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Stock Watch: Rory rises; tournament he wins doesn't

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Each week on, we’ll examine which players’ stocks and trends are rising and falling in the world of golf.


Rory (+9%): Here’s a scary thought: He won at Harding Park with his B-game, and on a few occasions simply willed himself to victory. The Match Play was a not-so-subtle reminder that he’s still the undisputed No. 1.

Golf fights (+7%): Figures that the most passion displayed last week was in a meaningless match between a pair of 0-2 players. No one escaped embarrassment in this ordeal, but Keegan and Miguel’s nose-to-nose encounter did accomplish one thing: It wasn’t one of the 90 or so listless matches.

The Players (+6%): This week began like it seemingly always does – with talk about whether this event is the fifth major. Forget about what it isn’t. The Players is the strongest full-field event in golf, on a diabolical, viewer-friendly track. What’s not to love?

Inbee (+4%): While she may not be Lydia Ko’s flashiest rival, she definitely is the most consistent – her 2015 résumé already has five top-5s (and two wins).

Jim Furyk (+2%): Joke all you want – only he could lose twice on a Sunday! – but after a satisfying win a few weeks ago, the old war horse nearly pulled off an improbable double dip. Mark him down as one of the top five favorites this week at The Players.     


Travel plans (-1%): All of the talk about Rory trying to make it to Vegas in time for the Mayweather-Pacquiao pillow fight … and he ended up watching it on a 19-inch TV in the media center. At least the $1.57 million first-place check will help cover the cost of his ringside seats.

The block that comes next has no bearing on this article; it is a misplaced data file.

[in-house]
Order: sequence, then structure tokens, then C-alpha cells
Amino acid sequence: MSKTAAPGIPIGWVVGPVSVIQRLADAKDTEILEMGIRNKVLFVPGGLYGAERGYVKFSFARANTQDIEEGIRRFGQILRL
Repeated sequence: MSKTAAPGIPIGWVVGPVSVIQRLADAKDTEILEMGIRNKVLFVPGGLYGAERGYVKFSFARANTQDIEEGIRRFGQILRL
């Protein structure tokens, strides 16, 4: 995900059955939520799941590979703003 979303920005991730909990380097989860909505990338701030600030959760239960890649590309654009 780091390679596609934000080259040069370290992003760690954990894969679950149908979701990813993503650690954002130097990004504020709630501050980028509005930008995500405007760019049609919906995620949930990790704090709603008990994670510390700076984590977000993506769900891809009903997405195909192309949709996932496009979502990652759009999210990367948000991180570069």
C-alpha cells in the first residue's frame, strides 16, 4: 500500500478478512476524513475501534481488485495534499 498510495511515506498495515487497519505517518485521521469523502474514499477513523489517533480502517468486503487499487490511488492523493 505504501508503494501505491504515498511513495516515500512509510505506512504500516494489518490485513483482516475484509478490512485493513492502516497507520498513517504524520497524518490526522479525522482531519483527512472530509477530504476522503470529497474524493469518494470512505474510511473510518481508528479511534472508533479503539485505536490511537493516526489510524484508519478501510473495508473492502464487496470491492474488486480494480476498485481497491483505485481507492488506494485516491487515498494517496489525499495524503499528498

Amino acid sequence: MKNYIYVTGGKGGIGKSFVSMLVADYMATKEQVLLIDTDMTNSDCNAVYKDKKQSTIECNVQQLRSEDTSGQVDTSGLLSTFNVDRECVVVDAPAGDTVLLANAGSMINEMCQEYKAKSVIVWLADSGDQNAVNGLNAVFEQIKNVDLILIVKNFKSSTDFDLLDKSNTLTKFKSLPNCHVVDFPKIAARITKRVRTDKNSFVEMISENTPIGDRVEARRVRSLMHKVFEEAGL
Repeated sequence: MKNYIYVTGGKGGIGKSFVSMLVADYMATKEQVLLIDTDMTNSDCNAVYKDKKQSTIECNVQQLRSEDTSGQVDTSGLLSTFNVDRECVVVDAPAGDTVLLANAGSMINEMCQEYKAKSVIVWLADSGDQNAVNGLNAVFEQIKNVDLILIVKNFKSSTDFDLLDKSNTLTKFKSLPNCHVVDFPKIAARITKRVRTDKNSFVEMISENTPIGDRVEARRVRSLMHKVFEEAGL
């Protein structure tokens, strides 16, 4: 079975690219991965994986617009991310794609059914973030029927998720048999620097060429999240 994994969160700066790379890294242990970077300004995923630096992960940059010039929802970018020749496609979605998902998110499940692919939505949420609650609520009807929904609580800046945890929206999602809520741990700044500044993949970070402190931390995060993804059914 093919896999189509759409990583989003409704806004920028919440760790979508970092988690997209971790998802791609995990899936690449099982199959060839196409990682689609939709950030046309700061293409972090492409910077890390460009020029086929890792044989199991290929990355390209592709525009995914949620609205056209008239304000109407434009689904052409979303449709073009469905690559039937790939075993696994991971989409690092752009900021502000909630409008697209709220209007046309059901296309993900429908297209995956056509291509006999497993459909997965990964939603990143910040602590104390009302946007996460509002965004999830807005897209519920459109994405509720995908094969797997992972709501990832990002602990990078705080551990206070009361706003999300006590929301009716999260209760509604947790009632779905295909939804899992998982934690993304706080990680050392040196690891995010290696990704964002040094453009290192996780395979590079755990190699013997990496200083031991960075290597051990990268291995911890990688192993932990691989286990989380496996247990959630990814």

Overrated (-2%): A survey of tour types found that Rickie and Poults are the most overvalued players on Tour, having raked in a combined $33.2 mil with only three Tour wins to show for it. A more interesting question is whether they agree.

Russell Swanson (-3%): He’s the rules official who oversaw the Bradley-Jimenez spat. Yes, the dispute was between the players, but a simple, “It’s OK, Miguel, we’ve got this” could have defused the testy situation.  

WGC-Match Play (-6%): Nothing puts pros in a sour mood quite like losing a head-to-head competition, but last week’s event was particularly cranky. For that you can blame a format that is still very much a work in progress. Speaking of which …

Format changes (-8%): Most obviously, the event should award points for halved matches and also use sudden-death playoffs instead of head-to-head matchups to settle ties. Tim Finchem has already shot down the idea of a 54-hole stroke-play qualifier, which is a mistake, because it (A) is infinitely less confusing for fans; (B) keeps all the stars around for three days; and (C) reduces the role of luck rewards the guys who are playing the best.